"Your fish is about to escape," Sakura commented innocently. Naruto jerked around to check, and rushed down the deck to keep another struggling salmon in its bucket.
Sasuke sighed, concentrated some chakra in his hands, and started shaping the seals again. "How's your training going?" he asked absently.
Sakura shrugged, hands open in a 'can't be helped' gesture. "Slowly. I can practice holding and releasing my chakra -- my speed is getting better, and so is the amount of chakra I can gather -- but I can't really train properly on a boat, so..."
"Timing still off?"
She sighed. "I think so, yes."
Sasuke hummed a distracted acknowledgement as he smoothed down a bump on his lightning sphere. The cohesion of this one was holding on so far; it was just rather ugly. The internal strain was about to hit critical, though, so he released it, opening his hands to let the chakra detonate without hurting his hands. "First test isn't supposed to need us to fight, though. I'll spar with you."
Sakura blinked wide green eyes at him, startled. "Really? Um, but if I hit you and it works..."
Sasuke shrugged, though he didn't exactly relish the idea. "Then you'll get to work on your medical jutsu too."
Sakura gave him a soft look and a happy little smile he pretended not to see. "Thank you, Sasuke-kun. But I think it would be safer if I just practiced on rocks and trees for the moment."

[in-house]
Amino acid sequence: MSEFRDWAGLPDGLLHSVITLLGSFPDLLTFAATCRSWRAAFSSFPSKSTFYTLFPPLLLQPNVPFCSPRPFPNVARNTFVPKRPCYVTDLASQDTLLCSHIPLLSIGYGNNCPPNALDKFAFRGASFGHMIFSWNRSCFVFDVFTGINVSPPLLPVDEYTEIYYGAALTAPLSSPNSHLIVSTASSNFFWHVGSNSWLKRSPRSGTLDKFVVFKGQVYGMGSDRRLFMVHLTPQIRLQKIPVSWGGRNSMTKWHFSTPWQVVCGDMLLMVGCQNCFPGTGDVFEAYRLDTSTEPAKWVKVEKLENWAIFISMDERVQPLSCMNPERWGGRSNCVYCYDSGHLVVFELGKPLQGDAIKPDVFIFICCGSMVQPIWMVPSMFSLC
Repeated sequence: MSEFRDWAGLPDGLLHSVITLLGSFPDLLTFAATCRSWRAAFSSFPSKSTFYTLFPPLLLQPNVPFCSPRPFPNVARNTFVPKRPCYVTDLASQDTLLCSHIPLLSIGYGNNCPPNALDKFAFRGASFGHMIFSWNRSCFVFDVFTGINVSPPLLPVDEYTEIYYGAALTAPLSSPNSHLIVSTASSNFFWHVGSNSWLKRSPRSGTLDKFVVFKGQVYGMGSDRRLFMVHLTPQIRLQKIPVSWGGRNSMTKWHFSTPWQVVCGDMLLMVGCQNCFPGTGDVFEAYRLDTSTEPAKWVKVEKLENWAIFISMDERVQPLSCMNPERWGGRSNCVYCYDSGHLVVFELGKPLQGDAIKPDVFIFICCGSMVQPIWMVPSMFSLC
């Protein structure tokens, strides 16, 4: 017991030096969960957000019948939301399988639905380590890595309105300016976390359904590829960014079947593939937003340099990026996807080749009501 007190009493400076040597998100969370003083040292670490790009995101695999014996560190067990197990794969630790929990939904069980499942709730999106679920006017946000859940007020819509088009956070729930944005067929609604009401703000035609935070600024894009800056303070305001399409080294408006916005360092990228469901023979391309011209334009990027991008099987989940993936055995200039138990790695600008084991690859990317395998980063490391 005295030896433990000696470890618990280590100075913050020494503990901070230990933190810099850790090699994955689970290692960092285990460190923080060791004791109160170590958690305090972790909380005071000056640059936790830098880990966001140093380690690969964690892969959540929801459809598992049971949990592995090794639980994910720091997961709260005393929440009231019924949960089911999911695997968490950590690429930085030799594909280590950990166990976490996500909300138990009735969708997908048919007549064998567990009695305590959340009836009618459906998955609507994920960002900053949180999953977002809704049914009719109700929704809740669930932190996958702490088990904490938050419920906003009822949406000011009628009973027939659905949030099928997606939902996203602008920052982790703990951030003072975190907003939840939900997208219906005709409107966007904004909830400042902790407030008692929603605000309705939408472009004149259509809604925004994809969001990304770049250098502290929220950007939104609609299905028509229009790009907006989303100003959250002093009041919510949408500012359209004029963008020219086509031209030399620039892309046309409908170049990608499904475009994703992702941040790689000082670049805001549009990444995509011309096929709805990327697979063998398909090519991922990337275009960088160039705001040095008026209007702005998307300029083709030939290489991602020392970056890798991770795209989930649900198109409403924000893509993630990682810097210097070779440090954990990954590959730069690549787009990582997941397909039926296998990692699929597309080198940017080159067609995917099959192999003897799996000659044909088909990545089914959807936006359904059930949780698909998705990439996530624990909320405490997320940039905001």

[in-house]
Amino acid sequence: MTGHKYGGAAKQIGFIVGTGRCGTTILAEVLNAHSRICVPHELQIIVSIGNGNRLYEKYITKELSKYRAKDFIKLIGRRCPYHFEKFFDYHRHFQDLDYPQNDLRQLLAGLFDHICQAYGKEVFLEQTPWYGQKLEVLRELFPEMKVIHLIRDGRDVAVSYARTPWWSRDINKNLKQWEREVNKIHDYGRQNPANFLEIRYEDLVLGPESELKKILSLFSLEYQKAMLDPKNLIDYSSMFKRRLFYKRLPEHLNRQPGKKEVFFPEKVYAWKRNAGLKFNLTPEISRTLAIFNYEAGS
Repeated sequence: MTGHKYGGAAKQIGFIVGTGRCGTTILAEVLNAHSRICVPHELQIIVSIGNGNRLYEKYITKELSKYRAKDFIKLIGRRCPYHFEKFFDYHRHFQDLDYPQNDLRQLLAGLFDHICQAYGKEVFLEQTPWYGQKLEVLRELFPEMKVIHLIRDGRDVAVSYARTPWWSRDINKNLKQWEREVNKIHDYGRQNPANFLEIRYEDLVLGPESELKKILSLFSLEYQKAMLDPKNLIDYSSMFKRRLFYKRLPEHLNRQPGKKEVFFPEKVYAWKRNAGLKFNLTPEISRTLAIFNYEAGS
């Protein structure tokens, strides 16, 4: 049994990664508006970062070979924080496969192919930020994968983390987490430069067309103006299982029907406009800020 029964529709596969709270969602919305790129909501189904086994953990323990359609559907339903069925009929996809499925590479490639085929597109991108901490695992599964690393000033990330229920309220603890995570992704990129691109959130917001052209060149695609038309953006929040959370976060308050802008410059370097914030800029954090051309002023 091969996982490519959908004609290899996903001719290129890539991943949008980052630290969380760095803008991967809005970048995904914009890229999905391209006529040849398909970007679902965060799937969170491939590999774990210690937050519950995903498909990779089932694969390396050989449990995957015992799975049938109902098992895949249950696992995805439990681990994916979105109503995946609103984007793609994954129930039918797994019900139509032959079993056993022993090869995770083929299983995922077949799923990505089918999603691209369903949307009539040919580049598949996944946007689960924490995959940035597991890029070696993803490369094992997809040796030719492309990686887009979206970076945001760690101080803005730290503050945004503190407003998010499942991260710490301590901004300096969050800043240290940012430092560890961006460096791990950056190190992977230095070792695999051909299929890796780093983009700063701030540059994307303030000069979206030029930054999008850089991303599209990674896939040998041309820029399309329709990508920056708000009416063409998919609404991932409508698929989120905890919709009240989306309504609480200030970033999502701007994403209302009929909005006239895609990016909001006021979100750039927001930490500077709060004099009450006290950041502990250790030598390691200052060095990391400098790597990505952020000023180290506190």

Sasuke frowned. "As long as you don't break your hand again."
"I can heal that, too."
"Not an excuse," he retorted, and pretended to be paying attention to the sea as Sakura grinned. "... You'd waste too much chakra on it, is all."
He had a feeling she didn't believe him, somehow. Grinning, she leaned forward, elbows on her thighs, chin resting in her hands, and tilted her face into the wind. Down on the deck, Naruto had stripped down to the waist to enjoy the sun, and was in the middle of an animated conversation with an uncharacteristically unescorted Kazekage. Not that Gaara was all that animated, but Naruto had enough blinding grins and shining eyes and wild gestures for two.